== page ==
At the same time, it is clear that Egyptians also want law and order: six-in-ten consider this a very important priority. And the economy remains a major concern. About eight-in-ten (81%) say improving economic conditions should be a top priority. Just 27% describe the country’s economic situation as good, down from 34% in 2011. Still, on balance, Egyptians remain optimistic about their economic future: 50% expect the economy to improve over the next 12 months, only 20% think it will worsen, and 28% believe it will stay about the same.
A growing number of Egyptians sees Islam as playing a major role in the political life of the country – 66% currently compared with 47% in 2010. For the most part, those who believe Islam is playing a large role see this as good for the country, but more disagree with that view this year than last. Conflicting views about the role of religion in politics are also seen in the significant numbers who say Saudi Arabia is the best model for Egypt, yet endorse key features of democracy. Among those who choose Saudi Arabia over Turkey as the best model for Egypt, two-thirds also say democracy is preferable to any other kind of government. More than six-in-ten say it is very important to live in a country with a free press (64%), honest multiparty elections (63%), and freedom of speech (61%).
U.S. Image Still Negative
America’s image remains overwhelmingly negative – only 19% offer a favorable opinion of the U.S., basically unchanged from 20% in 2011. But a large majority does not see the U.S. as having a major influence on political developments in Egypt.
Egyptian opinions about President Obama have grown steadily more negative over the course of his presidency. In a 2009 poll conducted a few months after he took office, Egyptians were divided over the new American president: 42% expressed a great deal or some confidence that he would do the right thing in world affairs; 47% said they had little or no confidence.1 Today, 29% have confidence in Obama, while 69% lack confidence.
Although the U.S. has sent billions of dollars in aid to Egypt over the last few decades, few believe it is helping the country. Indeed, roughly six-in-ten say both American military and economic aid are having a mostly negative impact on Egypt.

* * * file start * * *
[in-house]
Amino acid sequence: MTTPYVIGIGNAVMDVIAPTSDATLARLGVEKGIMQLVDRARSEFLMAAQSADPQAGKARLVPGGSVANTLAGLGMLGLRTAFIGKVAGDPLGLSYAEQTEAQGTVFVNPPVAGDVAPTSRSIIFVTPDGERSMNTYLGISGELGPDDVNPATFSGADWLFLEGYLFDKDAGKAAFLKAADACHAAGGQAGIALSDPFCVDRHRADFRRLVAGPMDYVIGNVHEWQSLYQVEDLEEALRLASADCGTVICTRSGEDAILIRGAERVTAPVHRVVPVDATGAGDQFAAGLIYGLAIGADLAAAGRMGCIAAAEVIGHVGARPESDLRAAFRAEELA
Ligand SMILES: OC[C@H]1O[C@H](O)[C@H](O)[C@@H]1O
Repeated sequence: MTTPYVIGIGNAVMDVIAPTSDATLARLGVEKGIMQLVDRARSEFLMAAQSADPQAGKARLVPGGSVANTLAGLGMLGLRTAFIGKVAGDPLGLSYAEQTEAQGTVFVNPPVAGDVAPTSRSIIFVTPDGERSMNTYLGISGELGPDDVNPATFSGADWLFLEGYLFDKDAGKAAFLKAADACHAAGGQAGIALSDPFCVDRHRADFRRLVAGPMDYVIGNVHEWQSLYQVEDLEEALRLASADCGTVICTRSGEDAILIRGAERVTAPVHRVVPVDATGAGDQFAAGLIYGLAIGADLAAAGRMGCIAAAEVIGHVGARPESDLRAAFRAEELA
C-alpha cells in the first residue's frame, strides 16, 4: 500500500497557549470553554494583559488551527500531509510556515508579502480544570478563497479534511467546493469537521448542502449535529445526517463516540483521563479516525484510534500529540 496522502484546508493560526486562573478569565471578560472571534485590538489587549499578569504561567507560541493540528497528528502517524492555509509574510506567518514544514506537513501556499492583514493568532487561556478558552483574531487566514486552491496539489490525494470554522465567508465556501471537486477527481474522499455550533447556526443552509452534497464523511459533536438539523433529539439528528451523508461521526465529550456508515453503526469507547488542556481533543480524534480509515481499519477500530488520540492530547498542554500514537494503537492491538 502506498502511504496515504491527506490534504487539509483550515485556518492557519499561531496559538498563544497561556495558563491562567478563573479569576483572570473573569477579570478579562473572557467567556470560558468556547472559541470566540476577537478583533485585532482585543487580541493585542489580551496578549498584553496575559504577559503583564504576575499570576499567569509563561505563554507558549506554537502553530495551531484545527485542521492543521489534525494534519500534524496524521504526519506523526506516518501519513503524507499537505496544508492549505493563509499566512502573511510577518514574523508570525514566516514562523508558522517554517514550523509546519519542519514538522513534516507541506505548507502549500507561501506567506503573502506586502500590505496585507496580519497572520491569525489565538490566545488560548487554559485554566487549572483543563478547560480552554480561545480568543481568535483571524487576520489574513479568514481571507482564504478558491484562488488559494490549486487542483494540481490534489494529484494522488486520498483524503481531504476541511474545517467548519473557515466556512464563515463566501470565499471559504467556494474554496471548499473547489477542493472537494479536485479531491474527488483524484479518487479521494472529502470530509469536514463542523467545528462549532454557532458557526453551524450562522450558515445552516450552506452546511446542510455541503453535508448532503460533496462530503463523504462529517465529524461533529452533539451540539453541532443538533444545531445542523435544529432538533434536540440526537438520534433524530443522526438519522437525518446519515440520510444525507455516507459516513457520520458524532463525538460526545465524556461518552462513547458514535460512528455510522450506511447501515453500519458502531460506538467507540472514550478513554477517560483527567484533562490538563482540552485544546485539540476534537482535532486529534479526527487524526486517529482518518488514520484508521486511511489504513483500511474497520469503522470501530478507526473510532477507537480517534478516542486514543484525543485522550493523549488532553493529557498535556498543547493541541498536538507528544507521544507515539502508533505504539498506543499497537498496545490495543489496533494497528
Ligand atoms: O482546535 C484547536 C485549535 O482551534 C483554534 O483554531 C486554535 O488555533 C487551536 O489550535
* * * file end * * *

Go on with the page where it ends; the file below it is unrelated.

Despite these negative sentiments, a majority of Egyptians says either they want the U.S.-Egypt relationship to stay about as close as it has been in recent years (35%) or become even closer (20%), while 38% would like to see relations become less close.
Overall, Egyptians believe the U.S. exerts a limited influence on their country’s tumultuous politics. When asked whether the American response to Egypt’s political situation is having a positive or negative impact, 62% say it is having neither.
Moreover, few believe there is a hidden Western hand behind the country’s ongoing protests. Just 21% say the demonstrations are a result of Western efforts to destabilize Egypt, while 74% think the protests reflect genuine Egyptian discontent with the country’s political situation.
Also of Note
- Six-in-ten say the People’s Assembly, Egypt’s newly elected lower house of parliament, is having a positive influence on the country, while 39% believe it is having a negative effect.
- Four-in-ten believe that under an FJP-led government women will have more rights than they had in the past, while 27% say they will have fewer rights. Roughly three-in-ten (31%) think women will have about the same rights as in the past.
- Views toward one-time presidential hopeful Mohamed ElBaradei have soured. In 2011, 57% held a positive view of the former International Atomic Energy Association (IAEA) chief, while just 39% rated him negatively. Now opinions are divided: 48% favorable, 50% unfavorable.
- Fayza Abul Naga, the Egyptian Cabinet official who led efforts to prosecute American NGO representatives (as well as representatives from Egyptian and other foreign NGOs) enjoys little popularity. Abul Naga, who is a holdover from the Mubarak era, receives a favorable rating from 35% of Egyptians, while 50% offer a negative assessment.